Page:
Vision: A Resource for Writers
Holly Lisle's Vision
Reading is Fundamental
By Valerie Serdy
2002, Valerie Serdy
Holly Lisle recently ran a survey on her site asking folks to pick the
most important non-writing skill a writer could have. The list included such obvious choices as editing and
critiquing, but the listing for reading baffled me.
How is reading a skill writers need, I wondered?
What does reading even mean to a writer?
Critically analyzing every sentence and paragraph, or simply enjoying a
After giving it some thought and a good conversation in chat, I realized
that all of my reading affects how and what I write. Non-fiction teaches me new things and gives me new ideas.
That was obvious, but less
obvious was how reading fiction changed my writing.
I don't read critically; I read to enjoy a story.
However, every once in a while a writer does something truly wonderful
(or truly stupid) and I am thrown out of the story in an attempt to understand
what they have done. These are the times I've learned something about the way I
write, the way I want to write, or the way I don't want to write.
For example, one of my favorite fantasy writers today is Barbara Hambly.
I love her lyrical, almost-casual descriptions.
Her color vocabulary is astonishing.
Light is apricot; a black and yellow dress is jet and jonquil. Scents are placed so precisely I've never felt they were
added just to complete a laundry-list description.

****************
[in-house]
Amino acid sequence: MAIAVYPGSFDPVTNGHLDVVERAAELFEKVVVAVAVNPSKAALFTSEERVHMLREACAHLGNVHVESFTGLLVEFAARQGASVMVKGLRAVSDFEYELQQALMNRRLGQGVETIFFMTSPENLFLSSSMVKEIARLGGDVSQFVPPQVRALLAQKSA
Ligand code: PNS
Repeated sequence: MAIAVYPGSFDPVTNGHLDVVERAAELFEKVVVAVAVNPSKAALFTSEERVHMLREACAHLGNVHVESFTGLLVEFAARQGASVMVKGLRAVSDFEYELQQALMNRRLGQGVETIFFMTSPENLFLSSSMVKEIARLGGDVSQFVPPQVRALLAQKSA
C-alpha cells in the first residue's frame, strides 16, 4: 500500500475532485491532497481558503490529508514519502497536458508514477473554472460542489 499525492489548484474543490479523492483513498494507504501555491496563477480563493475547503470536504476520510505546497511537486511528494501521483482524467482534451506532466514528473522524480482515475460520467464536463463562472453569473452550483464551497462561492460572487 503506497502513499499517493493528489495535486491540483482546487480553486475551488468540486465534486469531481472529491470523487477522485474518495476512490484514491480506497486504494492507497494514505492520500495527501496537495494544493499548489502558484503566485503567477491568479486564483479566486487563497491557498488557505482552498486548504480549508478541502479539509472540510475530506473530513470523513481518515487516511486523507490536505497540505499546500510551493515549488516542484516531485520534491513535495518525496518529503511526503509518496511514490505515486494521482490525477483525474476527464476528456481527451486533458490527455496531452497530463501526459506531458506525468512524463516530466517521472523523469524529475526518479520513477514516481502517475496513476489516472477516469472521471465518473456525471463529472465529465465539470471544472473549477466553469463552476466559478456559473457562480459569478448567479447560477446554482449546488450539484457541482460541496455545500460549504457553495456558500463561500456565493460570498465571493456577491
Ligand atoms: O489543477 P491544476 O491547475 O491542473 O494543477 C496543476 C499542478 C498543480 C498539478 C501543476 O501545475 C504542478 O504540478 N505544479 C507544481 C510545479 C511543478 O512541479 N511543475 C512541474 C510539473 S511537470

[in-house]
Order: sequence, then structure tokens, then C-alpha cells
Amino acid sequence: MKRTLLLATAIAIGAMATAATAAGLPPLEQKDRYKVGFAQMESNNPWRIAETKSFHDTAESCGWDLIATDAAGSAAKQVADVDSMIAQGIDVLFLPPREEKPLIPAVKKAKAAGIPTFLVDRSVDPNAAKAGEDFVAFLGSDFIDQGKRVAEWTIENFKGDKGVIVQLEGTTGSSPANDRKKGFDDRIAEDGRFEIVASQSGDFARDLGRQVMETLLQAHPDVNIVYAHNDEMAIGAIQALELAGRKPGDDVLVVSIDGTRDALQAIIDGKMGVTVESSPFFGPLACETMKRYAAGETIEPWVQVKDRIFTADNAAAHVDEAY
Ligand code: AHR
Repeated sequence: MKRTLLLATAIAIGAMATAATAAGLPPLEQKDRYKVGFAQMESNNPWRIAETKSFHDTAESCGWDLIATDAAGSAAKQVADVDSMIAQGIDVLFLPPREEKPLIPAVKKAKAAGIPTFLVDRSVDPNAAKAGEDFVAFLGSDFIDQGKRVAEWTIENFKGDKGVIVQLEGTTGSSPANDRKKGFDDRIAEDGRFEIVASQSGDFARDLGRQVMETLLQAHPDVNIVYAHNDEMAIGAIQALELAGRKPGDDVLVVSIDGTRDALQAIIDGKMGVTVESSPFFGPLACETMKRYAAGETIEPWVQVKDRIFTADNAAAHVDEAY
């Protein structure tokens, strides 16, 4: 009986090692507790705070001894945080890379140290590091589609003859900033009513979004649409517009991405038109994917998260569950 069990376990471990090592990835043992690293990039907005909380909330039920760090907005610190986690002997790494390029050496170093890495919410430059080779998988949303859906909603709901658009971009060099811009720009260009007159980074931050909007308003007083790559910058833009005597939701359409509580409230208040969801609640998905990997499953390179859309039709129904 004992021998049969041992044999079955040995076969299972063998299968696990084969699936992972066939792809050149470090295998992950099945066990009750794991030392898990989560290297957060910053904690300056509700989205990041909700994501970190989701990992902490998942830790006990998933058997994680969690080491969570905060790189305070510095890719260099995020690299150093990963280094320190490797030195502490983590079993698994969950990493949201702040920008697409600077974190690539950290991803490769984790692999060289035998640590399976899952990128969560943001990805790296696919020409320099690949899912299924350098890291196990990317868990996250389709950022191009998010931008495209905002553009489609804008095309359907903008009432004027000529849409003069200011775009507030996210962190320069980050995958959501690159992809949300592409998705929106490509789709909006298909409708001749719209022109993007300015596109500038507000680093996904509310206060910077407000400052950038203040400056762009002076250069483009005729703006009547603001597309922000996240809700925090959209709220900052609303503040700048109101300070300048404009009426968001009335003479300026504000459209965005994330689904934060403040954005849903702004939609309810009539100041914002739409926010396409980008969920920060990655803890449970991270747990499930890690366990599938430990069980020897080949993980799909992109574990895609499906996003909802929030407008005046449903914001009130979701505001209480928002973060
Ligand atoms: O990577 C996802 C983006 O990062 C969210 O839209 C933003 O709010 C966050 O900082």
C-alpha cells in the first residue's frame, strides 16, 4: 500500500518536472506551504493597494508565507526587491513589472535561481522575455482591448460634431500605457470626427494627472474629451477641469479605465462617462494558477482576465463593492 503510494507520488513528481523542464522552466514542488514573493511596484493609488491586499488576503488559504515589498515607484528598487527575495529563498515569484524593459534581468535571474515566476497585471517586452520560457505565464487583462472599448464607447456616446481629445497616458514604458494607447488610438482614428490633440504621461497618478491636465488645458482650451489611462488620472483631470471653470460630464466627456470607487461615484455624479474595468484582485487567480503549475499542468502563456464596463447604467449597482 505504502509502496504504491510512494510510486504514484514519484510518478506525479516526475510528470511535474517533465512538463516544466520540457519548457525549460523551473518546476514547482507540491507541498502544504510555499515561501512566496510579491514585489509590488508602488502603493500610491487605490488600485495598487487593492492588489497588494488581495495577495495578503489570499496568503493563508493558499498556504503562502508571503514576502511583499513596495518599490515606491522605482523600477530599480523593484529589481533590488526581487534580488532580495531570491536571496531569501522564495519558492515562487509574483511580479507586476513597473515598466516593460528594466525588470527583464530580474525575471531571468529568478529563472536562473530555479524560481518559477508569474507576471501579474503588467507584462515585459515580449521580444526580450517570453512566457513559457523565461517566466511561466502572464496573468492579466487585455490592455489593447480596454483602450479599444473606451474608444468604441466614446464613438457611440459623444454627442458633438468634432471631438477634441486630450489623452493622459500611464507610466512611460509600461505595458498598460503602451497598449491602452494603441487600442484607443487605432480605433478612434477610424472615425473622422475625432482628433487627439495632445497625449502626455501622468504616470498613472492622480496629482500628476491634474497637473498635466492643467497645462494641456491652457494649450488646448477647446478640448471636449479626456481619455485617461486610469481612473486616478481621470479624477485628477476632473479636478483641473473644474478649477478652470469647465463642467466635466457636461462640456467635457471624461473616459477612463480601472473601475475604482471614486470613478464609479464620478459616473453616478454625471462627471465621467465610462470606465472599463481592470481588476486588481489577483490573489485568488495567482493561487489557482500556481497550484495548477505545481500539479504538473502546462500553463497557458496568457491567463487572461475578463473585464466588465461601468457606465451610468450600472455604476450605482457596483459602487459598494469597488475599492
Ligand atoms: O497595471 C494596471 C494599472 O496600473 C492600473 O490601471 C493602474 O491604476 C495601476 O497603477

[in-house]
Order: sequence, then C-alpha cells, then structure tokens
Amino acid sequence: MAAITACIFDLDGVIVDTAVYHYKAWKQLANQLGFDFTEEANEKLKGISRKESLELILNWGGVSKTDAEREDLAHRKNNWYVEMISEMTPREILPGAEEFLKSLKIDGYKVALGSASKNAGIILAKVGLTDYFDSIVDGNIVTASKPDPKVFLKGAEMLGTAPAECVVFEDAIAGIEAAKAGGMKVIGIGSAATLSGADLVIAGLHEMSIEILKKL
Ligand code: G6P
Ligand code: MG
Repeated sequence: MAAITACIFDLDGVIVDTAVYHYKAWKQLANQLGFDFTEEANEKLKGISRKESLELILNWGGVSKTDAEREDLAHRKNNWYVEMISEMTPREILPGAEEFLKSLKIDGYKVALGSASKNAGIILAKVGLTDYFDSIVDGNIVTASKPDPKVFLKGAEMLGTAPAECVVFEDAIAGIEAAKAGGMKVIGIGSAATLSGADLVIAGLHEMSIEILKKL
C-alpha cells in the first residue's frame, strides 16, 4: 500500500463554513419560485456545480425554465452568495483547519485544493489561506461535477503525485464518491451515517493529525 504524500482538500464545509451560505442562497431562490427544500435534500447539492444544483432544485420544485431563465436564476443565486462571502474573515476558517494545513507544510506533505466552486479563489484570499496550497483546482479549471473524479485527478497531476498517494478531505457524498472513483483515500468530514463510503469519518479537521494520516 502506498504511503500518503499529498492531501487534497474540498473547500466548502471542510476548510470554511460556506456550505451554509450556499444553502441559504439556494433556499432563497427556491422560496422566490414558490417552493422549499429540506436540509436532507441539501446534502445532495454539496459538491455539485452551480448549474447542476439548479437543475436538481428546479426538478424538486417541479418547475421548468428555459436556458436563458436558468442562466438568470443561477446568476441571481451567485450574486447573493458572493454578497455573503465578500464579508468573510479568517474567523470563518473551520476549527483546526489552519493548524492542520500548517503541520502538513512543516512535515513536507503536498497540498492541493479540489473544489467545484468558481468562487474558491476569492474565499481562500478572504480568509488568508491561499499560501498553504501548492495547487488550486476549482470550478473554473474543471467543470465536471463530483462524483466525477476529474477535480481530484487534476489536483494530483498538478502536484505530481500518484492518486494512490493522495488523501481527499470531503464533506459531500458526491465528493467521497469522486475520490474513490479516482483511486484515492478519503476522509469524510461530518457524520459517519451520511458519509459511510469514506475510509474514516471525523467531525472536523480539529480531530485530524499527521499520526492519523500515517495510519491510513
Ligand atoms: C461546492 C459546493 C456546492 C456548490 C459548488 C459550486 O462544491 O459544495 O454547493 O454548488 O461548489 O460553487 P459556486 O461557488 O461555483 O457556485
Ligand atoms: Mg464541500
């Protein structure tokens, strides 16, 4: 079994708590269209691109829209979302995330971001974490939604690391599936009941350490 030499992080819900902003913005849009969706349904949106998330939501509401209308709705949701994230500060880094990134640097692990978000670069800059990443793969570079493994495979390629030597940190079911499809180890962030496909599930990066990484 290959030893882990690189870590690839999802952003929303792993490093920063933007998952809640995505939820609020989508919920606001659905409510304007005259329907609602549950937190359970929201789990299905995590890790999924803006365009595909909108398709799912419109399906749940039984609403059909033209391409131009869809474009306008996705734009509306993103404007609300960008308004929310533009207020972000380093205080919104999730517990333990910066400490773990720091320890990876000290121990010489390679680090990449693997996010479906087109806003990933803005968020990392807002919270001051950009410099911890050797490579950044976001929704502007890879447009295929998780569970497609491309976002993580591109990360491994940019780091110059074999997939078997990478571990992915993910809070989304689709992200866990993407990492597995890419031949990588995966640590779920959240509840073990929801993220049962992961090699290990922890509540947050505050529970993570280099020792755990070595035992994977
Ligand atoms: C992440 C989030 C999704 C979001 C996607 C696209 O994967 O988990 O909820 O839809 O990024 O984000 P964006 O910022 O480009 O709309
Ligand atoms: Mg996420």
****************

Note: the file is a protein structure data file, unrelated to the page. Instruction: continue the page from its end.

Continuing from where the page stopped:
I simply do not get bored reading her descriptions, though I might skip
another author's descriptive paragraphs. In
my own writing, I try to emulate Hambly's ability to describe something simply
but in a way that is unusual or provides a dream-like quality to a piece.
I also love Hambly's dialogue. To
my recollection, her writing has never included a pair of talking heads.
Her characters eat, dice, drink, and think while talking.
And while I love that her dialogue is never boring, there have been
instances where so much happens between person A speaking and person B speaking
that I have had to backtrack a paragraph or two to remind myself that I am still
reading an on-going conversation. I've
thought sometimes that Hambly's characters must always pause for five to ten
seconds before opening their mouths to speak.
Enter Roger Zelazny. His
dialogue quite often continues for a page or more with nary a dialog tag to be
seen. Usually, this is not a
problem because his characters speak with such different styles that it is easy
to distinguish them. However, a
well-placed "he said" would certainly alleviate my confusion at times.
My response? Take the best
each writer has to offer. Use
Zelazny's ability to create varied styles of vocabulary and manners of speaking
to identify individual characters, and then add in Hambly's ability to keep
dialog from becoming boring by providing a glimpse into what each character is
doing or thinking while speaking.
While I have learned and chosen to emulate specific techniques through my
reading, my writing has also been influenced in much larger, less easily
I fell in love with the first two books of Robert Jordan's Wheel of
Time series. I slowly became
disillusioned with books three and four and quit the series shortly thereafter.